Science for Health
26 September 2012
NIMR’s Research Summer School, funded by the Nuffield Science Bursary Scheme, provides an exciting opportunity for a number of Year 12 students who are interested in a career in science or medicine to conduct their own research. This summer the Institute hosted ten students from ten different schools in north London and Hertfordshire.
Students spend a month at the Institute during the summer working alongside and under the supervision of Institute scientists. The students carry out defined projects with achievable outcomes which contribute to the work of NIMR. The students make genuine contributions to their host lab and feel a real sense of ownership about their projects.
Sinead Reading, from Sandringham School in Hertfordshire, worked in Paul Driscoll’s lab in the Division of Molecular Structure.
The project I worked on is research and not just a school experiment – we did not know if the project would be successful, making the outcome all the more fascinating. I was made to feel very welcome and was treated as an equal by all of the researchers I worked with. Being thrown in at the academic 'deep- end' can be an intimidating process but I always felt supported and understood by my supervisor. Before this summer, all I new about NMR spectroscopy was what it stood for. Now I understand how it works and I learnt to prepare and analyse NMR spectra using specialist software. Working at NIMR confirmed my passion for science and that I am tenacious in my decision to study biochemistry at university.
It was a pleasure to have Sinead working with us over the summer. Not only do we regard it as important to give young people early exposure to 'real' science - since a few of us also had that kind of important formative experience - but it is good for us to have the opportunity to answer the types of questions that we get from our school students and to think about or work from a different perspective. It is only a shame that Sinead's stay was as short as it was: there is always more work that can be done, new lessons to learn, results to analyse, discoveries to ponder.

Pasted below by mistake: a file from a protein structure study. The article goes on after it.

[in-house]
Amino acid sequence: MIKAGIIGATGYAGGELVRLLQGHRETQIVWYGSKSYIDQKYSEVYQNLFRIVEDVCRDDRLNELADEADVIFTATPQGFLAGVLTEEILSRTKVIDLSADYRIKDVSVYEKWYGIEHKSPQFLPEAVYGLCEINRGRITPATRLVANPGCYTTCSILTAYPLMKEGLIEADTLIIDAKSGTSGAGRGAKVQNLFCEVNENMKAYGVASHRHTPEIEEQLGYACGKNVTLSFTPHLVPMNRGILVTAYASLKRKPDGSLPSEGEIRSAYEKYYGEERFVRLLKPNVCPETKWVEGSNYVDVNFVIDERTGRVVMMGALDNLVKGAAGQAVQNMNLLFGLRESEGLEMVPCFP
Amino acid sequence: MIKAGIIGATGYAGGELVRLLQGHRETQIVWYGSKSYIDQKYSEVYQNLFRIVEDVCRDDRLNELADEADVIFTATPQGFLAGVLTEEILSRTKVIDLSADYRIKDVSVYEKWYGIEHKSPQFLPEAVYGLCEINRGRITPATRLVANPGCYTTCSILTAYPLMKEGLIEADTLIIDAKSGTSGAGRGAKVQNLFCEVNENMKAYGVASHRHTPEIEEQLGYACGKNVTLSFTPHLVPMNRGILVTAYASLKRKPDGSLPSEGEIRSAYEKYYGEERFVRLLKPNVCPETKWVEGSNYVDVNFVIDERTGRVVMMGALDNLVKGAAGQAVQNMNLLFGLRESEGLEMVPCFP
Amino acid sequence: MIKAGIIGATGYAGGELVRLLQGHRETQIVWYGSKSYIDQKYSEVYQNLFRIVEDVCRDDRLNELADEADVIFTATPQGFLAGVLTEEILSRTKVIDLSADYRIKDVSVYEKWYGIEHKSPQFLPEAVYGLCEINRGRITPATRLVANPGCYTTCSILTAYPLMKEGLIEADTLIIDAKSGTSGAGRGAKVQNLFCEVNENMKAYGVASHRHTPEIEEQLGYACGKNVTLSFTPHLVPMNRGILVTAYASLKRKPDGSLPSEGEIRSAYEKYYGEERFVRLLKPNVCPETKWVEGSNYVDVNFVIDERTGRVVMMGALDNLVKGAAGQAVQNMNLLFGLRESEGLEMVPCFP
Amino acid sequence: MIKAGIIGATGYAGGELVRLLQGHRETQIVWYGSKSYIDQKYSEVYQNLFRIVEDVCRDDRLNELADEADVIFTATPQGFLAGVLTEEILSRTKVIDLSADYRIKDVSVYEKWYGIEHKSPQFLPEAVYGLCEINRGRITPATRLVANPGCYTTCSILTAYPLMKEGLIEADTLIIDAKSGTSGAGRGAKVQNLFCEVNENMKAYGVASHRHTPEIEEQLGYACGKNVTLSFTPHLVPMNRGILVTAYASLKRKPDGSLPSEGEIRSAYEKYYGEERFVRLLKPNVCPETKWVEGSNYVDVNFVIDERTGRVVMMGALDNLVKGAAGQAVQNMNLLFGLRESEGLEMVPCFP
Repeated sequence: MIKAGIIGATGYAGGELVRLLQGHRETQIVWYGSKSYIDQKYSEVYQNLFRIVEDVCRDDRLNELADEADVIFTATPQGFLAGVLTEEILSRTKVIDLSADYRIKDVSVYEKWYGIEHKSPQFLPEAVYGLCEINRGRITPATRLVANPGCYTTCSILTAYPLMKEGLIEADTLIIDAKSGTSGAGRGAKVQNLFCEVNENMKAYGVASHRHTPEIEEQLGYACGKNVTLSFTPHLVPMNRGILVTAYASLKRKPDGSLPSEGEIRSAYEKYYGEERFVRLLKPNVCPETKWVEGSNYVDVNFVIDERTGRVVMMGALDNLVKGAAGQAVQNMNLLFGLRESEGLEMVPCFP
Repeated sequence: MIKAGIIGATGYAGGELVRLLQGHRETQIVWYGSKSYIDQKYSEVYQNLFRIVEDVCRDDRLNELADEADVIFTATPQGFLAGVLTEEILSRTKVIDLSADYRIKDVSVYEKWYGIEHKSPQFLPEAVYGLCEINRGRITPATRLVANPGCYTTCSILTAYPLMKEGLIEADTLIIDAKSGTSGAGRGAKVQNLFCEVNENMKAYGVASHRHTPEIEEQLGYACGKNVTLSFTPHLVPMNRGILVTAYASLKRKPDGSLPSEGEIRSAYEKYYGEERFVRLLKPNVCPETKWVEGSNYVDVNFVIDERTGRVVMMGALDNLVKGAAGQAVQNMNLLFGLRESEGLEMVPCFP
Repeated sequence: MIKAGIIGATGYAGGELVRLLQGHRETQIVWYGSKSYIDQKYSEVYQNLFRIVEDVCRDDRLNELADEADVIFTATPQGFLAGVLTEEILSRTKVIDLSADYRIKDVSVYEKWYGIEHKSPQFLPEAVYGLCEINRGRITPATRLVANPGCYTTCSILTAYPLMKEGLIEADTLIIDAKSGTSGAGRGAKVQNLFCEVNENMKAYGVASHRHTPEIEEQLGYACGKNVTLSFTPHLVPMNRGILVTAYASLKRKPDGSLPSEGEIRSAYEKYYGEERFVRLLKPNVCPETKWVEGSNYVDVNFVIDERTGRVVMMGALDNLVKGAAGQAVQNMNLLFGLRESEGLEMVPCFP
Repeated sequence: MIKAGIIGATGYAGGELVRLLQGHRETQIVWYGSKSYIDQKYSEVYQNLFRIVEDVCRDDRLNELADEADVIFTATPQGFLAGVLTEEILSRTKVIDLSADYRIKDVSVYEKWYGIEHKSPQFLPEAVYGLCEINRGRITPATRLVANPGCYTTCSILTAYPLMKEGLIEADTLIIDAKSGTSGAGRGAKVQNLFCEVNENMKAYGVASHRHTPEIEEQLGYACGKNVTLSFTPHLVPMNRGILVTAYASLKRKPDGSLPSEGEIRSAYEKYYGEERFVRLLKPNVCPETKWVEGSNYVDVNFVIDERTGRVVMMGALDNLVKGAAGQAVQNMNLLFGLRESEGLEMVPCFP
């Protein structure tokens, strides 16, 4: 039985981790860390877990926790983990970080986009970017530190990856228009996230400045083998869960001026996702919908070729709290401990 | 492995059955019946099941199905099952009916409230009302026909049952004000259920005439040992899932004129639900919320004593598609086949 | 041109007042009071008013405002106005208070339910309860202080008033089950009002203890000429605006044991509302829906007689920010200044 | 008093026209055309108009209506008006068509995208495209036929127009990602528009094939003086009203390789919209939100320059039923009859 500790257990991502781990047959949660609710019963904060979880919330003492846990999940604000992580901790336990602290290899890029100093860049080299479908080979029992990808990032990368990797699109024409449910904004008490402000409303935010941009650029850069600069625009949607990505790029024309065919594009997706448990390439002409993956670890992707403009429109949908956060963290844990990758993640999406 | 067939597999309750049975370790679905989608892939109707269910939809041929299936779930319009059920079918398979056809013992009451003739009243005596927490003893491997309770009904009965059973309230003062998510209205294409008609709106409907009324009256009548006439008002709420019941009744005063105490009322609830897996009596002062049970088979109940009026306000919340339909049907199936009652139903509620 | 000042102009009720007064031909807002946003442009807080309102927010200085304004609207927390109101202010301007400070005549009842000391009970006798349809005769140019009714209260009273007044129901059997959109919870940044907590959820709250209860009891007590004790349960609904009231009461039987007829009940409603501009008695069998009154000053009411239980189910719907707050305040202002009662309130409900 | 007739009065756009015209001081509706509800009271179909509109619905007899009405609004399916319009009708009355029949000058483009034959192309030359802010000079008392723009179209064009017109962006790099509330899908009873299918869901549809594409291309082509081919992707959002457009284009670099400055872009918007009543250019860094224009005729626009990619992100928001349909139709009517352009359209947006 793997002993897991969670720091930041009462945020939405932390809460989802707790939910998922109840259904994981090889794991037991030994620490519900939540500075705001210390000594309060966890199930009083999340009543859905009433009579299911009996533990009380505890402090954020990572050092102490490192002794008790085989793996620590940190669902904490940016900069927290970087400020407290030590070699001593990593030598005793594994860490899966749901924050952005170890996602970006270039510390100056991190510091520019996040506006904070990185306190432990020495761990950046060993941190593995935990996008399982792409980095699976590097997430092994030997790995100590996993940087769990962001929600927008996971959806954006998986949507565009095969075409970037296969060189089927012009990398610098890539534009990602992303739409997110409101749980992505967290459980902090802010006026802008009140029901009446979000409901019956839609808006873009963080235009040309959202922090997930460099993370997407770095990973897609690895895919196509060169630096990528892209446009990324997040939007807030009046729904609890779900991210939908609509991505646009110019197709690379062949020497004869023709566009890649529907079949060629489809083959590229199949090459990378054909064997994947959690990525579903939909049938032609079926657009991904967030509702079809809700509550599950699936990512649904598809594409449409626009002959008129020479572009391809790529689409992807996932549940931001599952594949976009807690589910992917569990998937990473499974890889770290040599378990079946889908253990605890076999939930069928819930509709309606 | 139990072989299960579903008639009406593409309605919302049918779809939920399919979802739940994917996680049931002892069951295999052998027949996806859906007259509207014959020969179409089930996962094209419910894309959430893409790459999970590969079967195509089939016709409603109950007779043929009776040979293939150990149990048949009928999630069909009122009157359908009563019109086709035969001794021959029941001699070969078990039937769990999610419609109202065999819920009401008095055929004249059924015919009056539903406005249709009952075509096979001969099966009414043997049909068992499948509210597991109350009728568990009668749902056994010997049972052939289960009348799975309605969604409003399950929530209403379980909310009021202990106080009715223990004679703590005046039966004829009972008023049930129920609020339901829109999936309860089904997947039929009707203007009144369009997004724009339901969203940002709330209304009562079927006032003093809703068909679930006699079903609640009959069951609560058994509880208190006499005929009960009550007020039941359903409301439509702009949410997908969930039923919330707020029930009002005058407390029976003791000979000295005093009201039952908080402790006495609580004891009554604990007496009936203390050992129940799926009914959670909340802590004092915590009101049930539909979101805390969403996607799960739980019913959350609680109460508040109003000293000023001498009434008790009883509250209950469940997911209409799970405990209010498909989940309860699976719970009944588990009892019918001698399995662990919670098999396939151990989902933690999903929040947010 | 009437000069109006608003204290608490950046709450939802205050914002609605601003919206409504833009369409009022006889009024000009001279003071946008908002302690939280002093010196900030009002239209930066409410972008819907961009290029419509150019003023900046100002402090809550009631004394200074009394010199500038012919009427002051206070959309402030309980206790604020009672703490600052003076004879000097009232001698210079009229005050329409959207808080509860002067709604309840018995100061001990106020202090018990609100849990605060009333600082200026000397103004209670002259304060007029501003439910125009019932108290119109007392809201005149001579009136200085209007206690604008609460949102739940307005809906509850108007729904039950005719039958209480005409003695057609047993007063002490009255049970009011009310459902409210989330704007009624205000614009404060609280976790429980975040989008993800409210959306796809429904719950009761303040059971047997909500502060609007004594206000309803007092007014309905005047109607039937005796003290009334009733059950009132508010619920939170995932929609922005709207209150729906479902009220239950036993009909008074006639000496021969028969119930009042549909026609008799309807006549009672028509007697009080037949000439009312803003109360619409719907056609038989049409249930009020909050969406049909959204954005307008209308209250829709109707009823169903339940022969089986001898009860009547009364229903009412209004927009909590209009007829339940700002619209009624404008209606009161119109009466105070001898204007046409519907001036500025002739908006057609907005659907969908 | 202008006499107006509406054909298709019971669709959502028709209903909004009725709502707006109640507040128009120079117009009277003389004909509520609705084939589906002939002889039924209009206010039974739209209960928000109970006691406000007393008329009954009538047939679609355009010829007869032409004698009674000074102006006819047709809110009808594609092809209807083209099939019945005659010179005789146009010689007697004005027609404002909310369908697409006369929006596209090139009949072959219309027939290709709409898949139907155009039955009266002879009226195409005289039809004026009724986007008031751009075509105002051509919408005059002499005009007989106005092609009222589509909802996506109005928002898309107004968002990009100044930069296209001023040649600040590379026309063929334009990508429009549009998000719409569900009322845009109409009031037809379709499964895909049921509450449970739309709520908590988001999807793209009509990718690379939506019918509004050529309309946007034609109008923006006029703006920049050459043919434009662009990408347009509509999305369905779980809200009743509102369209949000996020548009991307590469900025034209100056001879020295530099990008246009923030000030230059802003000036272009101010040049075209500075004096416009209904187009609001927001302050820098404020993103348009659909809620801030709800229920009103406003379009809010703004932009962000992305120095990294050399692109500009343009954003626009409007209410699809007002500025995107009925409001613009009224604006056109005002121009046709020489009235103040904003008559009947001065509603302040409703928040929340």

Praveen Prathapan, from Queen Elizabeth’s School in Barnet worked with Abdul Sesay in the Genomics Facility.
Meeting scientists with varying levels of experience from Nuffield students such as myself to Undergraduates and to PhDs has shown me what is in store for me in the future as I embark on pursing research science as a career. Working in the labs at NIMR has allowed me to appreciate science as a practical, hands-on subject.
It’s great having a young student in the lab. Their enthusiasm, energy and curiosity with the added ability to soak up every bit of information you feed them is all inspiring. It was an incredibly and rewarding experience for me and the lab.
Bethany Schneiderman, from Hasmonean High School, worked in Tim Mohun’s lab in the Division of Developmental Biology, and described it as “a thoroughly enjoyable experience, helping me to gain both new skills and confidence in the lab. It has confirmed my choice to study science in university and was truly four weeks well spent”. Matthew Chin, from Ashmole Academy, worked in Malcolm Logan’s lab in the Divisions of Developmental Biology, and said “I was able to further my understanding of particular topics of embryology that interested me and I learnt about the workings of daily lab life and the hard work behind the published paper. This gave me a whole new appreciation of medical research. The skills that I gained will be useful for me when I go to university”.
Projects for summer 2013 will be announced later in the year.
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